We will never know for sure where the Magi are truly from. There are many legends that abound in relation to these little known personages who are known to us thanks to the Gospel of St Matthew.
From old Persian language, a priest of Zarathustra (Zoroaster). The Bible gives us the direction, East and the legend states that the wise men were from Persia (Iran) - Balthasar, Melchior, Caspar - thus being priests of Zarathustra religion, the mages. Obviously the pilgrimage had some religious significance for these men, otherwise they would not have taken the trouble and risk of travelling so far. But what was it? An astrological phenomenon, the Star?
• Church of Nativity in Bethlehem, was erected in 329 by Queen Helena in the area it was believed to be where Jesus was born. In 614, The Church was saved from destruction by the Persian rampage because of the mosaic of the Magi dressed in Persian Garb on the floor of this church. - Wise Men and Women Still Seek Him Today
Another local legend about the origins of the Magi comes from Marco Polo.
"The Travels" of Marco Polo translated by Ronald Latham for Penguin Classics and the first story Marco Polo relates about Persia proper is about the three Magi.
Marco Polo's version relates the version of the story prevalent in Iran in the middle of the 12th century with specific references to places in Iran making it very interesting reading. I also looked up Magi in the dictionary and learnt that it is indeed plural for magus, meaning "a: a member of a hereditary priestly class among the ancient Medes and Persians; b often capitalized : one of the traditionally three wise men from the East paying homage to the infant."
Here is the Ronald Latham translation:
In Persia is the city called Saveh, from which the three Magi set out when they came to worship Jesus Christ. Here, too, they lie buried in three sepulchres of great size and beauty. Above each sepulchre is a square building with a domed roof of very fine workmanship. The one is just beside the other. Their bodies are still whole, and they have hair and beards. One was named Beltasar, the second Gaspar, and the third Melchior.
Messer Marco asked several of the inhabitants who these Magi were; but no one could tell him anything except that they were three kings who were buried there in days gone by. But at last he learnt what I will tell you.
Three days farther on, he found a town called Kala Atashparastan, that is to say Town of the Fire-worshippers. And that is no more than the truth; for the men of this town do worship fire. And I will tell you why they worship it. The inhabitants declare that in days gone by three kings of this country went to worship a new-born prophet and took with them three offerings -gold, frankincense, and myrrh - so as to discover whether this prophet was a god, or an earthly king or a healer. For they said : 'If he takes gold, he is an earthly king; if frankincense, a god; if myrrh, a healer.' - The Magi, revisited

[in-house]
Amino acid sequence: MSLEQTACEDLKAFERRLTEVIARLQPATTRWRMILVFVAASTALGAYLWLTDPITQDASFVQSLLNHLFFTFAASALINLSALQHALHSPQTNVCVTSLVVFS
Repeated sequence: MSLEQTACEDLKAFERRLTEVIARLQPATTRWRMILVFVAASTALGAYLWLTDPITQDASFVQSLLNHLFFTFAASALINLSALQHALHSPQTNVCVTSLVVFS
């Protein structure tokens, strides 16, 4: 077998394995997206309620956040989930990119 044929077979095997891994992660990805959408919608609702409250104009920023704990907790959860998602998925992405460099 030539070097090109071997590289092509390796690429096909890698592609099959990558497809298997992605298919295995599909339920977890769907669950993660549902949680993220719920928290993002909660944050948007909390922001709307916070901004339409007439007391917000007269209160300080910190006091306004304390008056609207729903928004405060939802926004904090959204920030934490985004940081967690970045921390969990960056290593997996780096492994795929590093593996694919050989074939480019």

There is a fairly recent letter by a Bangladeshi doctor who worked in Iran which contains a tidbit of interest on this subject.
Information on the church converted from a temple by the wise man in Urumia
To whom it may concern,
Salam. I am a Bangladeshi doctor who worked in Iran under Ministry of Health from 1985 to 94. During my stay in Iran I travelled many areas-having archeological importance. The ancient churches of Iran was also included in my interest. Once on the way to the Ghara Kilisha I was in Urumia. In the city I had a chance of visiting one church. I have forgetten the name of the chuch but the thing which I still remember that there were two chuches in the same compound, One was recent made and the ancient one was under the ground. May be this was an assurian church. I was told by a local person that the ancient structure was not a church, rather it was a Zorostrian temple. One of the 3 wisemen who visited new born Jesus was a Zorostrian Priest who after the crucifixation started practising Christianity & converted the temple to the christian church. At that time videography was mamnoo in Iran so I could not do any videography.
Dr. N. D. R. - worked in Kerman Province
Anne Catherine Emmerich has this to say about the Thre Wise Men in her visions of the Life of Jesus Christ (Page 248):
Mensor, the brownish, was a Chaldean. His city, whose name sounded to me something like Acajaja, was surrounded by a river, and appeared to be built on an island. Mensor spent most of his time in the fields with his herds. After the death of Christ, he was baptized by St. Thomas, and named Leander. Seir, the brown, on that very Christmas night stood prepared at Mensor's for the expedition. He and his race were the only ones so brown, but they had red lips. The other people in the neighborhood were white. Seir had the baptism of desire. He was not living at the time of Jesus' journey to the country of the Kings. Theokeno was from Media, a country more to the north. It lay like a strip of land further toward the interior and between two seas. Theokeno dwelt in his own city; its name I have forgotten. It consisted of tents erected on stone foundations. He was the wealthiest of the three. He might, I think, have taken a more direct route to Bethlehem, but in order to join the others he made a circuitous one. I think that he had even to pass near Babylon in order to come up with them. He also was baptized by St. Thomas and named Leo. The names Caspar, Melchior, and Balthasar were given to the kings, because they so well suited them, for Caspar means "He is won by love"; Melchior, "He is so coaxing, so insinuating, he uses so much address, he approaches one so gently"; Balthasar, "With his whole will, he accomplishes the will of God." - 11. Journey of the Three Kings To Bethlehem